Gilt City Chicago is currently offering an entire wedding at the Renaissance Blackstone Hotel, for the low, low price of $31,000! All you have to do? Add it to your cart. The voucher gets you a wedding for up to 120 guests, and includes all of the standard wedding elements you could think of: cocktail hour, open bar, three-course dinner (standard protein or vegetarian entrée), a cake, menu cards, and more. Admittedly, there are some cool things, like a “Chicago-style lunch” for the groomsmen (hot dogs?) and an after-party included in the package. But still, am I alone in thinking a flash wedding sale is just weird?
I’m a deal shopper—I get sucked in by sales, flash or otherwise, and am (almost) always trying to find the best prices I can on everything from clothes to travel. I get the whole saving-money thing. But, I’m also engaged and planning a wedding myself (in Chicago, no less). And while wedding planning can certainly be overwhelming, I also don’t see it as something to drop in a cart, click “buy” and be done with. My opinion has nothing to do with the $31,000 price-tag (down from $44,600!), either. My wedding will be fairly sizable, and I’m certainly negotiating and deal-hunting every aspect of it, right down to the vases. But that’s the thing — I’m going to have my hand in all of that.
I happen to think the cool thing about weddings is that they can be personalized to a tee. You want a ceremony in the cultural center, pictures in the middle of Michigan Avenue, and a dance party at your favorite restaurant? Go for it. You want to do chef stations instead of a seated dinner? Sounds great. You want your bridesmaids to carry bouquets made of burlap to fit your rustic theme (saw it on Pinterest, natch)? Good for you. So far, the only thing I’ve done (outside of investigating Pinterest and bridal magazines) is chosen the venue. My fiancé and I combed the internet for cool Chicago locations that fit the image we had in mind for our nuptials, and visited each one with a specific list of questions in mind. Was it tedious? Absolutely. But after seeing all of our options in person and visualizing how the night would go in each — “That corner is perfect for a photo booth,” “String lights around that column would be amazing”—we’re confident in that contract we signed. It was a highly personalized process. We know it’s the right one for us.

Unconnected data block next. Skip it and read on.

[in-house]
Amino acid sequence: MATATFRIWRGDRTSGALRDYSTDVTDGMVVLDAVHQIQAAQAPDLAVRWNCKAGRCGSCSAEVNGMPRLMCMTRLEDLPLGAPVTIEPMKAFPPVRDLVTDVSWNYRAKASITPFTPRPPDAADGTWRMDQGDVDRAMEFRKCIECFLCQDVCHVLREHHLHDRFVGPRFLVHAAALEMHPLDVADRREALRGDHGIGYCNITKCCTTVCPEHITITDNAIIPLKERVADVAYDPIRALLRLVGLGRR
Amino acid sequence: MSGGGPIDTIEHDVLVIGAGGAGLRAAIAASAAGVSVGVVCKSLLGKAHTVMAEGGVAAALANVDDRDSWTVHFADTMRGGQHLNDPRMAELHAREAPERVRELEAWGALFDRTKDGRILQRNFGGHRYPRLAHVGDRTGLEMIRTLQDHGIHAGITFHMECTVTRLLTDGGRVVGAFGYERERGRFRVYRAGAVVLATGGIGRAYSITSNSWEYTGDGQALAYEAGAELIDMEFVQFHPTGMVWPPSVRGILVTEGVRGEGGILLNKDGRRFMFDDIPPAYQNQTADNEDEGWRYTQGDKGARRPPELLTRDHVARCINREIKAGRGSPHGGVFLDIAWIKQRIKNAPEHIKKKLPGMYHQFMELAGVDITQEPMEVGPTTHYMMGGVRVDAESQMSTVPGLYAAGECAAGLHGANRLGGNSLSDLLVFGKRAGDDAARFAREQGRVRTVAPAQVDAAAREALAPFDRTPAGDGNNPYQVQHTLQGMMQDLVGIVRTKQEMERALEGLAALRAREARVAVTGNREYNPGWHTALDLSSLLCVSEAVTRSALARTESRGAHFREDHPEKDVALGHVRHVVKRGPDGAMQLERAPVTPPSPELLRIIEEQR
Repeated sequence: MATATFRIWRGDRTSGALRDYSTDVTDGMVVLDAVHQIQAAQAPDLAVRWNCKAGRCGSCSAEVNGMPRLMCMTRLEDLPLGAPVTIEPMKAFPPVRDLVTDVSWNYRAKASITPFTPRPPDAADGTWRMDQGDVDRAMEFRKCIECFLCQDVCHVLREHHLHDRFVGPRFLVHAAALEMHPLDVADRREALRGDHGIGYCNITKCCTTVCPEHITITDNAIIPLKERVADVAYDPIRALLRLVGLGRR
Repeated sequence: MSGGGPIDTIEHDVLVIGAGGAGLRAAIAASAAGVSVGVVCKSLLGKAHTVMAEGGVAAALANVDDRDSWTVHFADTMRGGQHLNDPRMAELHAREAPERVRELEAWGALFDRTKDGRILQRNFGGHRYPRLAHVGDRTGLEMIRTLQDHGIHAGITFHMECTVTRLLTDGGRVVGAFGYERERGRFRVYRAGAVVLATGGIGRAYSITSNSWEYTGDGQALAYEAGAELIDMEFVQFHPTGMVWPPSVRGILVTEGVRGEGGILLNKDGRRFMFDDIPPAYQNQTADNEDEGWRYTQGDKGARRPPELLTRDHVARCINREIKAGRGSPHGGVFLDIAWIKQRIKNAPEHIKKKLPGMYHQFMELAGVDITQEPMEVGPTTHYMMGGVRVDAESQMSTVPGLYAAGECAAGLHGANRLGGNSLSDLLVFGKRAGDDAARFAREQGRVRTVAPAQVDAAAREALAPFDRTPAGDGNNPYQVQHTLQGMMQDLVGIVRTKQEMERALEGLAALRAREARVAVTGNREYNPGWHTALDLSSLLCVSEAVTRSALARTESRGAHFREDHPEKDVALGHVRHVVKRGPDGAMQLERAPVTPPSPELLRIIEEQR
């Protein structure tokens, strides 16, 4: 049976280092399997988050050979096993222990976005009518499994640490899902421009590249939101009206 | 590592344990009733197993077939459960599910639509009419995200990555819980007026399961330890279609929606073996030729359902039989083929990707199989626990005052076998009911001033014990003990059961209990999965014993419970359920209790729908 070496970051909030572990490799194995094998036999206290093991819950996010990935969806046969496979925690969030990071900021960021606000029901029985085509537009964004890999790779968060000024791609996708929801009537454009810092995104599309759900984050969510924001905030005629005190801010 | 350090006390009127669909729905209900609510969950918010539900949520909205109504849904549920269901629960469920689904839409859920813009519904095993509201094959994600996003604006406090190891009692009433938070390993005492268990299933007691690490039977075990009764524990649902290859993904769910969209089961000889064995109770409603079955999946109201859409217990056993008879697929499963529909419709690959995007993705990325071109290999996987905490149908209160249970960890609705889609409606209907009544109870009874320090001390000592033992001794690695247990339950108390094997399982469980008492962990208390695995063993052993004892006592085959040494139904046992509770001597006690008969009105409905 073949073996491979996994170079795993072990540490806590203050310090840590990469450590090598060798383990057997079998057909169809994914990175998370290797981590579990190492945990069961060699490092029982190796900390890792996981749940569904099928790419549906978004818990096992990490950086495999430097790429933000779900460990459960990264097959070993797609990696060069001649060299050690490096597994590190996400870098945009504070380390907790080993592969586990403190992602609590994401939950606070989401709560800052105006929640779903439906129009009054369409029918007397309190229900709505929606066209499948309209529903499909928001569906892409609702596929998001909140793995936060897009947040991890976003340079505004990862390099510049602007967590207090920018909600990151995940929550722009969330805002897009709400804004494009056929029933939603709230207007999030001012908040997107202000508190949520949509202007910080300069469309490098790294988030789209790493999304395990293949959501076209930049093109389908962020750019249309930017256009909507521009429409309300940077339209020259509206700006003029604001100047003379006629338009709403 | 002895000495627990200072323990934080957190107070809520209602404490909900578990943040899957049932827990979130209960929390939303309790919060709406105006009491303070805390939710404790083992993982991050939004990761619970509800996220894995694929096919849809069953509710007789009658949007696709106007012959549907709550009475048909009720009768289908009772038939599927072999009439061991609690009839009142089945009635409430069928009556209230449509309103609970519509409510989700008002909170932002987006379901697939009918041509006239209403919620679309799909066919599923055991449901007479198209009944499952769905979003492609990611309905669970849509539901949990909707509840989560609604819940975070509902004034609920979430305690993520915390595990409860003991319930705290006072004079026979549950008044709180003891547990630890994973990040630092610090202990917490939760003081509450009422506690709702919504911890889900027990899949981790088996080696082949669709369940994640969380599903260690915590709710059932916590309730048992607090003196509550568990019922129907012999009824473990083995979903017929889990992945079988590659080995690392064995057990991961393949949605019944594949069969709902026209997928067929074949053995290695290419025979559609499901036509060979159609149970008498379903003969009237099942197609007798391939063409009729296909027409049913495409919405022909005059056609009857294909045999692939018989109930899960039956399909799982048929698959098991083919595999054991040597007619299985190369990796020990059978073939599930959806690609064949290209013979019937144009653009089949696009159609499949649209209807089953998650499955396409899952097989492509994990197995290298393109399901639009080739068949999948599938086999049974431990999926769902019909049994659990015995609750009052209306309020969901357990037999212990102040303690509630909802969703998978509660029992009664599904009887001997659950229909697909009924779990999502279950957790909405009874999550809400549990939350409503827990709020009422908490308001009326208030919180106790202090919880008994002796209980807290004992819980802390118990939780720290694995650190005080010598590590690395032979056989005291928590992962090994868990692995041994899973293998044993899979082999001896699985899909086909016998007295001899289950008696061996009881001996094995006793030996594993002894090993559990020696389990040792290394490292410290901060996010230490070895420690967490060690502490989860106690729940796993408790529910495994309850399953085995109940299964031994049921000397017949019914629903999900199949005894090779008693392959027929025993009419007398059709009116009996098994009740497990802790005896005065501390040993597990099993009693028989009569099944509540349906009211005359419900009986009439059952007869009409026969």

The same will go for everything else we plan, too, from the invites to the flowers. True, the venue is the biggest single expense, but we intend to take the same care in making every other wedding-related decision. After all, I have a Pinterest board for nearly every minute detail, packed with tons of specific ideas. When it comes to my wedding, I want the venue, and the flow, and the centerpieces to all be things my fiancé and I chose because we did our research, we found cool ideas that fit our style, and we love them. Not because they were included in a flash sale.
That said, I realize some brides and grooms just may not be that into the wedding planning process. Some want a small, unassuming wedding, in which case they’d have no need for this anyway. Others want a traditional or big wedding, but don’t care to go through the at-times byzantine planning process. And others still just want to be able to fulfill grandma’s dreams of the big day, in the amount of time it takes to enter their credit card information.
But, I’m just not into this. Have weddings become so standardized that people are okay with dropping $31K on one they didn’t even choose, or plan, themselves? And if they have, what’s the point of even having one? Some people may think spending money on save-the-dates and linens and a trolley is silly. And that’s fine—it’s not required. But I’m spending money on those things because I want to share a beautiful wedding with all the people I love in the same room, and I want the whole experience to reflect who my fiancé and I are as people: our tastes, our styles, our love. If you’re going to have a big wedding, and you’re going to spend tens of thousands of dollars on it, do it with some care, not with a couple clicks of your mouse.
And perhaps I’m not alone—after all, the deal has been on Gilt for at least a couple days and it seems all seven dates are still available. Phew.